All of the people I've worked with in the CFD world have been permanent employees, with full benefits. I think this has to do with the need for security clearances on some of the jobs we work on. We have no contract staff. We sometimes send some complicated grid generation work out to contract companies, when we're swamped.

If your interested in working in the US, my advice is to try and join a large US multinational in the UK, and then try to get transfered to their US operation.

The Swedish voice March 21, 2002 09:57

CFD salary benchmark
Brilliant idea!

Here are some stats from Sweden...

Most people working with CFD in industry have either a M.Sc. or a Ph.D., and the salaries are usually around (+/-20%) SEK 360000 (=USD 35000). Deduct about 40-50% in income tax, add the 25% in sales tax, and the interest on the SEK 250000 (=USD 24000) student loan that most Swedes have.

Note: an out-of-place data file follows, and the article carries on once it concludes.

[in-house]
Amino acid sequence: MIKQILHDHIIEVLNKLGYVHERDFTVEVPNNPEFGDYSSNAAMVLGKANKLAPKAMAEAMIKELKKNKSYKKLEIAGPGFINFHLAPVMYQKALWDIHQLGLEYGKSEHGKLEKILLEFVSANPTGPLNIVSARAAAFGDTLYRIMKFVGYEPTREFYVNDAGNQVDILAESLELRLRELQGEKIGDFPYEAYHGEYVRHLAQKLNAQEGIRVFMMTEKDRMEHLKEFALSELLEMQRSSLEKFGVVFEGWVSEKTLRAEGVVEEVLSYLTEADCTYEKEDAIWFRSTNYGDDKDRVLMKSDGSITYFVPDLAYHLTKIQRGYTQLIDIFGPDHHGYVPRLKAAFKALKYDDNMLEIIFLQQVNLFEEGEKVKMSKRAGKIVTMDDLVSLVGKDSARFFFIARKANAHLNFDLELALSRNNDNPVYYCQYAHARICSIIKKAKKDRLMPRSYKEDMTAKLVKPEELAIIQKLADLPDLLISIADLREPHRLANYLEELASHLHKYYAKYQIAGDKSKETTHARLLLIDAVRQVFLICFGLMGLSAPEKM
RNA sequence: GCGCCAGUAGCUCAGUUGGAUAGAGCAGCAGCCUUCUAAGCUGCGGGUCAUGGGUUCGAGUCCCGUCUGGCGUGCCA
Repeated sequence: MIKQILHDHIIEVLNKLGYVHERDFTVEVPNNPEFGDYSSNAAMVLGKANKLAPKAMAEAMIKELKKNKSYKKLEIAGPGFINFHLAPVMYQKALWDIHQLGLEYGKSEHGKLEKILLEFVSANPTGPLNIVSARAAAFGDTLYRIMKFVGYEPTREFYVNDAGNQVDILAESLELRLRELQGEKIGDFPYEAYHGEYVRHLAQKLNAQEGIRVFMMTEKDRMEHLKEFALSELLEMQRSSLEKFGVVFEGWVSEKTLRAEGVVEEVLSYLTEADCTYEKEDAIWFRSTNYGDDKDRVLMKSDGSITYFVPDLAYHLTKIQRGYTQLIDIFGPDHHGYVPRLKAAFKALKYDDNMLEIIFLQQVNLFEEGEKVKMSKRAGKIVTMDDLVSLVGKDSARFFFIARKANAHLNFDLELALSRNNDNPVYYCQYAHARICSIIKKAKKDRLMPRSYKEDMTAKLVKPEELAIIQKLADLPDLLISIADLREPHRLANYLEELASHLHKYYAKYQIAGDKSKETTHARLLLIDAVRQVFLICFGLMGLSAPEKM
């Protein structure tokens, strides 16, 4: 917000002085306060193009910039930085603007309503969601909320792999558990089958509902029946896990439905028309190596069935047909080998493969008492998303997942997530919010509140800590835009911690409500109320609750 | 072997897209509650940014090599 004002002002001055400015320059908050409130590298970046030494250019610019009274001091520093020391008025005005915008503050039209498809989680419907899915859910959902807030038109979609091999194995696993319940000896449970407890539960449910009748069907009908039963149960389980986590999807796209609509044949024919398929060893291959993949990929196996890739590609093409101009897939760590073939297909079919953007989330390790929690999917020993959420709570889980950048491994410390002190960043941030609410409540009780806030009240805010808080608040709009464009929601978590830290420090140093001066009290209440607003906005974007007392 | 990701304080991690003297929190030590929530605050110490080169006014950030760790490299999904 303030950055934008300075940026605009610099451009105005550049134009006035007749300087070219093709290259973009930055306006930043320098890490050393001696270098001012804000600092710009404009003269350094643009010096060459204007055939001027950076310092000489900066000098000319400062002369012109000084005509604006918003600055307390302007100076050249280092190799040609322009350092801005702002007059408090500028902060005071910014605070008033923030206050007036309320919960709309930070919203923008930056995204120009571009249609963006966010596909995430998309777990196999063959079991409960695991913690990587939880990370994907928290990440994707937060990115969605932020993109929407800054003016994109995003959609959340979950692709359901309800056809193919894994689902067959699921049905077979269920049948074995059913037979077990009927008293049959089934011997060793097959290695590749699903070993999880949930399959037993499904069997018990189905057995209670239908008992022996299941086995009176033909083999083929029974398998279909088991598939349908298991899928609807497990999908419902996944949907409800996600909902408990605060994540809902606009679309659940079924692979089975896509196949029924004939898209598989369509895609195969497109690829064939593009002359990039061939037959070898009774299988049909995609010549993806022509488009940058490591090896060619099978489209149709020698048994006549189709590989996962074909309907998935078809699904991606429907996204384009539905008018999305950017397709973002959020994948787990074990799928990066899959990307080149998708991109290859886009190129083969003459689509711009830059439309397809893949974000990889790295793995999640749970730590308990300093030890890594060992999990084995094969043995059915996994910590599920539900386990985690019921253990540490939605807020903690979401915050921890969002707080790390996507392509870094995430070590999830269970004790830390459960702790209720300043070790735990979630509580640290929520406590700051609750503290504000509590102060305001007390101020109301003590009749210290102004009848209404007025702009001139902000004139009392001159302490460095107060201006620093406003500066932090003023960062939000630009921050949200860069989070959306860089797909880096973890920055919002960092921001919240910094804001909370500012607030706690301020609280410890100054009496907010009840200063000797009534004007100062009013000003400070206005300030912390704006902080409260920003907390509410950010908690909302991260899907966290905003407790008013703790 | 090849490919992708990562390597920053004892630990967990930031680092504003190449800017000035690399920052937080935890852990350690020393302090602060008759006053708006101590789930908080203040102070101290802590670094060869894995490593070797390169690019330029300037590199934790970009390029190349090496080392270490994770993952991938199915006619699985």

Bet all of you are running to the closest Swedish consulate to apply for work permits? And then again, maybe not.

The good news for Sweden is that the differences in language and culture (from the rest of the world) keep 90% of the work force in the country; the bad news is that as the world is getting smaller the 10% brain-drain is destined to increase.

Neale March 21, 2002 16:12

Re: Advice: Career in CFD w/BS
I did B.S., M.Sc. and Ph.D. I've been working for one of the major CFD vendors for 3.5 years now. It's basically the first job I had out of school. I make 50,000 US + benefits. I'm not in the US, so this salary seems more along the lines of what people from Europe are posting.


Swedish voice not in Sweden March 21, 2002 17:21

Re: CFD salary benchmark